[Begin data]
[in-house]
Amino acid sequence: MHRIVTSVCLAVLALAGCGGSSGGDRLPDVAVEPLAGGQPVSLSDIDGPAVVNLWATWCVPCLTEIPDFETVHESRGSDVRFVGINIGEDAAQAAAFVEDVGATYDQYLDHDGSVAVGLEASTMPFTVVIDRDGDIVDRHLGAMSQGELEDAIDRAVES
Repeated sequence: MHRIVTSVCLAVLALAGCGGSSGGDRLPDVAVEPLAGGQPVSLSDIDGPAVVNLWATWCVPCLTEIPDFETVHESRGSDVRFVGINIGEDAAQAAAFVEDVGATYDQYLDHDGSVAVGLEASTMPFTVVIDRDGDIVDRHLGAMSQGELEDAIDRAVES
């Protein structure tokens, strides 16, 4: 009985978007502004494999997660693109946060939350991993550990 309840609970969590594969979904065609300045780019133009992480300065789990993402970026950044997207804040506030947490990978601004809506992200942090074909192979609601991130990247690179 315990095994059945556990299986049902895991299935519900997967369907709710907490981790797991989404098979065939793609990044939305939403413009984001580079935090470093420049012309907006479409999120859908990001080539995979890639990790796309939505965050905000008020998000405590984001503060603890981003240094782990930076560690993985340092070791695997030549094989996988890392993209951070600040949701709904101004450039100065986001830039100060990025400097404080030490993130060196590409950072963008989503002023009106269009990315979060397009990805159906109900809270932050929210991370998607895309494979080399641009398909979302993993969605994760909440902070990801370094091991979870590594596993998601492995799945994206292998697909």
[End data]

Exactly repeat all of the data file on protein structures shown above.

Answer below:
[in-house]
Amino acid sequence: MHRIVTSVCLAVLALAGCGGSSGGDRLPDVAVEPLAGGQPVSLSDIDGPAVVNLWATWCVPCLTEIPDFETVHESRGSDVRFVGINIGEDAAQAAAFVEDVGATYDQYLDHDGSVAVGLEASTMPFTVVIDRDGDIVDRHLGAMSQGELEDAIDRAVES
Repeated sequence: MHRIVTSVCLAVLALAGCGGSSGGDRLPDVAVEPLAGGQPVSLSDIDGPAVVNLWATWCVPCLTEIPDFETVHESRGSDVRFVGINIGEDAAQAAAFVEDVGATYDQYLDHDGSVAVGLEASTMPFTVVIDRDGDIVDRHLGAMSQGELEDAIDRAVES
């Protein structure tokens, strides 16, 4: 009985978007502004494999997660693109946060939350991993550990 309840609970969590594969979904065609300045780019133009992480300065789990993402970026950044997207804040506030947490990978601004809506992200942090074909192979609601991130990247690179 315990095994059945556990299986049902895991299935519900997967369907709710907490981790797991989404098979065939793609990044939305939403413009984001580079935090470093420049012309907006479409999120859908990001080539995979890639990790796309939505965050905000008020998000405590984001503060603890981003240094782990930076560690993985340092070791695997030549094989996988890392993209951070600040949701709904101004450039100065986001830039100060990025400097404080030490993130060196590409950072963008989503002023009106269009990315979060397009990805159906109900809270932050929210991370998607895309494979080399641009398909979302993993969605994760909440902070990801370094091991979870590594596993998601492995799945994206292998697909």